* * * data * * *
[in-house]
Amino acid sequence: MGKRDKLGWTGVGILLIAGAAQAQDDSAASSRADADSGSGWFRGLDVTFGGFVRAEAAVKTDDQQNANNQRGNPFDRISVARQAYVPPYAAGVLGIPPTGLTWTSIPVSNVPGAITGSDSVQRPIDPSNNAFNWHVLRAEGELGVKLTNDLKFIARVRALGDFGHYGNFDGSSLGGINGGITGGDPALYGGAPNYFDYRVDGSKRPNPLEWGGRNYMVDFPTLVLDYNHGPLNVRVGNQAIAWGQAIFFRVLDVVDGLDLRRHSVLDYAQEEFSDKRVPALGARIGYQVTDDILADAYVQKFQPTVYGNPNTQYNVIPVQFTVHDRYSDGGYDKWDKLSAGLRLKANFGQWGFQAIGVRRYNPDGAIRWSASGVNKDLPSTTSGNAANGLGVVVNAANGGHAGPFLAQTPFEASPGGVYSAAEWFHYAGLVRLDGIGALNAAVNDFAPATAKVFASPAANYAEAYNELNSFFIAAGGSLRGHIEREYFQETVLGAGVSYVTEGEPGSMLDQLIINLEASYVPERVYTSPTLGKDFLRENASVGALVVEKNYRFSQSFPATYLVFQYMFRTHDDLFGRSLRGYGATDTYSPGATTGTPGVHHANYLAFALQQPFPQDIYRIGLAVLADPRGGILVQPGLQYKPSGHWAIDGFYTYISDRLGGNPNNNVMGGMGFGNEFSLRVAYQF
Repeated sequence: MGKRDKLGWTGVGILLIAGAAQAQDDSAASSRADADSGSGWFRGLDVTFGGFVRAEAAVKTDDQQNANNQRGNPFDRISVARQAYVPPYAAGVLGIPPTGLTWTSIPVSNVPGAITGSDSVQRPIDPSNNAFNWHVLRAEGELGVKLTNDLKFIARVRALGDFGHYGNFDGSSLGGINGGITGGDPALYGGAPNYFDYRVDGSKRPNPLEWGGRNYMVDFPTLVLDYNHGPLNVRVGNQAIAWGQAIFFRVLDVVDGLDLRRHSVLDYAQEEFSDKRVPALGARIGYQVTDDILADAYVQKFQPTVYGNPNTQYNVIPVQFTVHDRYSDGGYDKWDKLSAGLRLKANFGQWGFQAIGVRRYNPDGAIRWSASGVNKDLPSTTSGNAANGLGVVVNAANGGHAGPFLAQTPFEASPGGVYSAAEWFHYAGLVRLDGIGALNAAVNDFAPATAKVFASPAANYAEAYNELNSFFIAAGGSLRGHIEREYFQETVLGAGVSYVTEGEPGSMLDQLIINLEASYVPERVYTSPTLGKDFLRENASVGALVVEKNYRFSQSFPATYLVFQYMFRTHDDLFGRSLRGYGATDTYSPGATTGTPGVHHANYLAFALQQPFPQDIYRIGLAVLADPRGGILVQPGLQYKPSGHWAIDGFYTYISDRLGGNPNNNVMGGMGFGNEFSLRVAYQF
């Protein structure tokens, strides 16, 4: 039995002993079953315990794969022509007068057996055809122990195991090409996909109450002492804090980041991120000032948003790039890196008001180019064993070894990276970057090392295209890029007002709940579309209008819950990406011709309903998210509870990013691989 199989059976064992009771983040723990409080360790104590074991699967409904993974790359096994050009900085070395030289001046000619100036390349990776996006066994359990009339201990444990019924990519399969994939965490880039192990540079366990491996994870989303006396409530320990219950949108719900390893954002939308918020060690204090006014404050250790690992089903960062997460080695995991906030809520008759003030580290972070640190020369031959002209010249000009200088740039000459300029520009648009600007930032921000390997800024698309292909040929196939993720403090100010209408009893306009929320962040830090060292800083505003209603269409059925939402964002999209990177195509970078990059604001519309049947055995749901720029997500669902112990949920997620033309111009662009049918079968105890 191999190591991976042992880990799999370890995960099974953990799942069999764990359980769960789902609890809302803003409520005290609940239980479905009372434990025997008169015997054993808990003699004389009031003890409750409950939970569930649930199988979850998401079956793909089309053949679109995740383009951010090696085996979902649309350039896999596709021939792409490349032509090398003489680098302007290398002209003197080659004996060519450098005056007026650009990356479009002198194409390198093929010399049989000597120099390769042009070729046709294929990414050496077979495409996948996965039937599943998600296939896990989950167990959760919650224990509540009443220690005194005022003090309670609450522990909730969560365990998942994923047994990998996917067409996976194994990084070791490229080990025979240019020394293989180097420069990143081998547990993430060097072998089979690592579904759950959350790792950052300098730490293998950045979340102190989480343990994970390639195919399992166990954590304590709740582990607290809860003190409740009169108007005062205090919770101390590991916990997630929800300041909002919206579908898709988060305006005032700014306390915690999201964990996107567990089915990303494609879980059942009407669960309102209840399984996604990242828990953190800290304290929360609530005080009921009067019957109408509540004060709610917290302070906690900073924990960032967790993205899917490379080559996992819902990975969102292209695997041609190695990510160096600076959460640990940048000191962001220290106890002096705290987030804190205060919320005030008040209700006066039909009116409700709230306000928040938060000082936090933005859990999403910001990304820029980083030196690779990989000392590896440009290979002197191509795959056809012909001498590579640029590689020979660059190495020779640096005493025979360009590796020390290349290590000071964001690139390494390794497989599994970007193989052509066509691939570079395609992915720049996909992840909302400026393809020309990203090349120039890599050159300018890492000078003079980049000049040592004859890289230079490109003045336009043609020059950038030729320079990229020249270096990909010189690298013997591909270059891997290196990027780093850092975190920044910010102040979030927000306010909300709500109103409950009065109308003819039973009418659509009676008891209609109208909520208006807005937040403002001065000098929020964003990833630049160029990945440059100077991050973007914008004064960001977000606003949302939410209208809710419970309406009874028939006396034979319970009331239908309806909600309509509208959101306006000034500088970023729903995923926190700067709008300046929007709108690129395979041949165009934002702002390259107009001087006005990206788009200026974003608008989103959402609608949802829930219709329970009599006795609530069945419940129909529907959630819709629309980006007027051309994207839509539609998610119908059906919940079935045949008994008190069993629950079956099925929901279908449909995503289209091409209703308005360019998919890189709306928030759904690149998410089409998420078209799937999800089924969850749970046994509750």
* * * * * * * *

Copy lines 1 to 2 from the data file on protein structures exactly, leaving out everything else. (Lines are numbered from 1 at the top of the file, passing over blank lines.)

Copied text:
[in-house]
Amino acid sequence: MGKRDKLGWTGVGILLIAGAAQAQDDSAASSRADADSGSGWFRGLDVTFGGFVRAEAAVKTDDQQNANNQRGNPFDRISVARQAYVPPYAAGVLGIPPTGLTWTSIPVSNVPGAITGSDSVQRPIDPSNNAFNWHVLRAEGELGVKLTNDLKFIARVRALGDFGHYGNFDGSSLGGINGGITGGDPALYGGAPNYFDYRVDGSKRPNPLEWGGRNYMVDFPTLVLDYNHGPLNVRVGNQAIAWGQAIFFRVLDVVDGLDLRRHSVLDYAQEEFSDKRVPALGARIGYQVTDDILADAYVQKFQPTVYGNPNTQYNVIPVQFTVHDRYSDGGYDKWDKLSAGLRLKANFGQWGFQAIGVRRYNPDGAIRWSASGVNKDLPSTTSGNAANGLGVVVNAANGGHAGPFLAQTPFEASPGGVYSAAEWFHYAGLVRLDGIGALNAAVNDFAPATAKVFASPAANYAEAYNELNSFFIAAGGSLRGHIEREYFQETVLGAGVSYVTEGEPGSMLDQLIINLEASYVPERVYTSPTLGKDFLRENASVGALVVEKNYRFSQSFPATYLVFQYMFRTHDDLFGRSLRGYGATDTYSPGATTGTPGVHHANYLAFALQQPFPQDIYRIGLAVLADPRGGILVQPGLQYKPSGHWAIDGFYTYISDRLGGNPNNNVMGGMGFGNEFSLRVAYQF